Ammal Awadallah began her career as a finance and administrative director for the Palestine Family Planning and Protection Association (PFPPA), a position she held for 12 years. During that time her passion in women’s rights and sexual and reproductive healthcare continued to grow, and in 2019, she took on the role of PFPPA’s Executive Director. As part of our Women in Leadership series, IPPF spoke to Ammal about leading an organization through emergency responses, pushing for change, and empowering women.
Growing up in Palestine what was your experience of sexual and reproductive health and rights (SRHR), did you receive sex education?
Although I do not recall specifically, I think it would have to have been sometime in my early teens. Although that was quite a while back, I went to a Quakers school in Palestine, and I do recall a visit from a health worker to our classroom to explain to us about family planning methods and protected sex.
What led to your interest in sexual and reproductive health?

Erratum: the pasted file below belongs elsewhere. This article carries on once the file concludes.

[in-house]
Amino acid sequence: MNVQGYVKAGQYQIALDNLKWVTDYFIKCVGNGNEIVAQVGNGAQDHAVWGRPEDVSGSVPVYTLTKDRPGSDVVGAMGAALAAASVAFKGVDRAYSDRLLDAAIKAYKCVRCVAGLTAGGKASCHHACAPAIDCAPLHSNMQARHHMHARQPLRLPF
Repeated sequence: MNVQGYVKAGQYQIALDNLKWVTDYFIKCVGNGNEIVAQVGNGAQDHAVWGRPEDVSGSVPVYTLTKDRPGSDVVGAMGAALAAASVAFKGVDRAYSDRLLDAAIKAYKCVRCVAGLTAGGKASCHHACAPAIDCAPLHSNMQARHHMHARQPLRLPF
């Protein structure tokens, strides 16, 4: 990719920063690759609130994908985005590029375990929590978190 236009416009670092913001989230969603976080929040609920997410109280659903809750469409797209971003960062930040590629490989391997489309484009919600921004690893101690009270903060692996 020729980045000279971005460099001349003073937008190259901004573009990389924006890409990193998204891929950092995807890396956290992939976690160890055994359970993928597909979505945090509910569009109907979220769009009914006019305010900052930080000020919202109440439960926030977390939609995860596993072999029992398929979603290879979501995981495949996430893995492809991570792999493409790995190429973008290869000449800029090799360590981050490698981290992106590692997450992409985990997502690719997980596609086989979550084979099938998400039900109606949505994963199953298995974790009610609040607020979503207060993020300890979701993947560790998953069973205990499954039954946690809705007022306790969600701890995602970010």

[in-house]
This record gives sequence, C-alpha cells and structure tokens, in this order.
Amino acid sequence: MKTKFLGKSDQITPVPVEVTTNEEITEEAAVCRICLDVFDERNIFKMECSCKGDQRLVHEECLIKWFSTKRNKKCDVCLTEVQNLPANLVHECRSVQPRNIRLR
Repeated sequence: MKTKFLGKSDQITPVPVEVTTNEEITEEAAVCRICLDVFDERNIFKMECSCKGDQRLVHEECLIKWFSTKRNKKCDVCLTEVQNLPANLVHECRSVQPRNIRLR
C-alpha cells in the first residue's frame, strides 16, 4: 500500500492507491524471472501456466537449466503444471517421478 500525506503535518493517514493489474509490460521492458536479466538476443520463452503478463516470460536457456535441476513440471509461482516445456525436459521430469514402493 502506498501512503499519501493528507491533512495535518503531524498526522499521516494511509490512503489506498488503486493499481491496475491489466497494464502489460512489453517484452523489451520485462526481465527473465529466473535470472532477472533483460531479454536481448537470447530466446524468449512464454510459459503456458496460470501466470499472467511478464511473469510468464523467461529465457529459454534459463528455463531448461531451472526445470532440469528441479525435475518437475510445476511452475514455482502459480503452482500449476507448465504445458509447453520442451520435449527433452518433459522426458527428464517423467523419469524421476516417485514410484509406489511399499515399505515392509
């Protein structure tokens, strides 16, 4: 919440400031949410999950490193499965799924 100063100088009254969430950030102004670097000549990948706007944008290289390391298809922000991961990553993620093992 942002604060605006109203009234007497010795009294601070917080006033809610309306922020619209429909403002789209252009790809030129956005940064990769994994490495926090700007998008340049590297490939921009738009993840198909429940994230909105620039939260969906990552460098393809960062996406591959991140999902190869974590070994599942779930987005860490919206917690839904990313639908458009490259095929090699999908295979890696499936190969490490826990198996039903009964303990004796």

I was always a strong supporter of women’s rights; however, it was not until I began working with PFPPA that I actually became specifically aware and developed an in-depth interest in SRHR.
Noting that although I joined the PFPPA team as a Financial Director, it was clear from the start that my role would be more than just that. I was passionate of what we were working towards, and the more information I gained the more passionate I became, I felt that what I was working towards was reflecting what I truly believe in. I found a way to support a joint goal with colleagues, not only locally and nationally but also globally through the IPPF.
How would you describe your role as Executive Director (ED) of PFPPA?
Responsibility, leadership, management, supervising, delegating, following up, monitoring, evaluating, responsibility, transparency, accountability.
How did you incorporate all these leadership skills in the recent emergency response following the airstrikes in Gaza?
Being a leader, and as the ED, I think it was truly one of my main responsibilities to be accountable both to the community (the people in Gaza) and to the donor providing the money.
We got in contact with our service providers that were living in the zone - some of them had their homes effected during the attacks on Gaza - and we were asking them what the best and safest way is to deal with it and what is best for everyone. Together we agreed on the best approach to provide sexual and reproductive services. This was a joint venture; I know what’s happening in the field from the service providers, and that they are the real heroes and I have a huge responsibility to my team. We try to be as transparent and accountable as possible.